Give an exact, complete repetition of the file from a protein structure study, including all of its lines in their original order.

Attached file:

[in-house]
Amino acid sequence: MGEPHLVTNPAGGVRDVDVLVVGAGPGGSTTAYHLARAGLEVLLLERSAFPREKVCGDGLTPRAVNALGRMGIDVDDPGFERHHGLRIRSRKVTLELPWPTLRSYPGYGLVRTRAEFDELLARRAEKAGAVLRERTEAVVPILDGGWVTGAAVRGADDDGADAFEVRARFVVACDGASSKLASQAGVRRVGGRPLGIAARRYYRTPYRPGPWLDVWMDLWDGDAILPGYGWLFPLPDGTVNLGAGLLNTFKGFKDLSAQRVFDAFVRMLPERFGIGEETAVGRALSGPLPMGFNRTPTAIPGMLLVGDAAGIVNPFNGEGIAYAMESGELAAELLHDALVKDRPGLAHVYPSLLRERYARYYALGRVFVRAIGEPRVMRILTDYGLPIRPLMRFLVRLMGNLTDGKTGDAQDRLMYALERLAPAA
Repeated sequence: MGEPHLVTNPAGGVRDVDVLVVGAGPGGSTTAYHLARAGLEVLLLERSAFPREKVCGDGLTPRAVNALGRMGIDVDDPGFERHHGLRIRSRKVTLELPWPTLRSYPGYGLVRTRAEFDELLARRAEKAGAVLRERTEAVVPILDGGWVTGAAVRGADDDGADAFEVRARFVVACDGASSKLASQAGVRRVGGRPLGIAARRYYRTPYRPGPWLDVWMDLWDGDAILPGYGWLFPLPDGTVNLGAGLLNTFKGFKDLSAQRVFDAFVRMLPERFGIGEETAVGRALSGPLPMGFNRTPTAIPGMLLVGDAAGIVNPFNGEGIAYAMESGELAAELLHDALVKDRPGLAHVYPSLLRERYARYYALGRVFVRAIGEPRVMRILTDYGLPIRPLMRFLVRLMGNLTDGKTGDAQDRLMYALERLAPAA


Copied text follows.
[in-house]
Amino acid sequence: MGEPHLVTNPAGGVRDVDVLVVGAGPGGSTTAYHLARAGLEVLLLERSAFPREKVCGDGLTPRAVNALGRMGIDVDDPGFERHHGLRIRSRKVTLELPWPTLRSYPGYGLVRTRAEFDELLARRAEKAGAVLRERTEAVVPILDGGWVTGAAVRGADDDGADAFEVRARFVVACDGASSKLASQAGVRRVGGRPLGIAARRYYRTPYRPGPWLDVWMDLWDGDAILPGYGWLFPLPDGTVNLGAGLLNTFKGFKDLSAQRVFDAFVRMLPERFGIGEETAVGRALSGPLPMGFNRTPTAIPGMLLVGDAAGIVNPFNGEGIAYAMESGELAAELLHDALVKDRPGLAHVYPSLLRERYARYYALGRVFVRAIGEPRVMRILTDYGLPIRPLMRFLVRLMGNLTDGKTGDAQDRLMYALERLAPAA
Repeated sequence: MGEPHLVTNPAGGVRDVDVLVVGAGPGGSTTAYHLARAGLEVLLLERSAFPREKVCGDGLTPRAVNALGRMGIDVDDPGFERHHGLRIRSRKVTLELPWPTLRSYPGYGLVRTRAEFDELLARRAEKAGAVLRERTEAVVPILDGGWVTGAAVRGADDDGADAFEVRARFVVACDGASSKLASQAGVRRVGGRPLGIAARRYYRTPYRPGPWLDVWMDLWDGDAILPGYGWLFPLPDGTVNLGAGLLNTFKGFKDLSAQRVFDAFVRMLPERFGIGEETAVGRALSGPLPMGFNRTPTAIPGMLLVGDAAGIVNPFNGEGIAYAMESGELAAELLHDALVKDRPGLAHVYPSLLRERYARYYALGRVFVRAIGEPRVMRILTDYGLPIRPLMRFLVRLMGNLTDGKTGDAQDRLMYALERLAPAA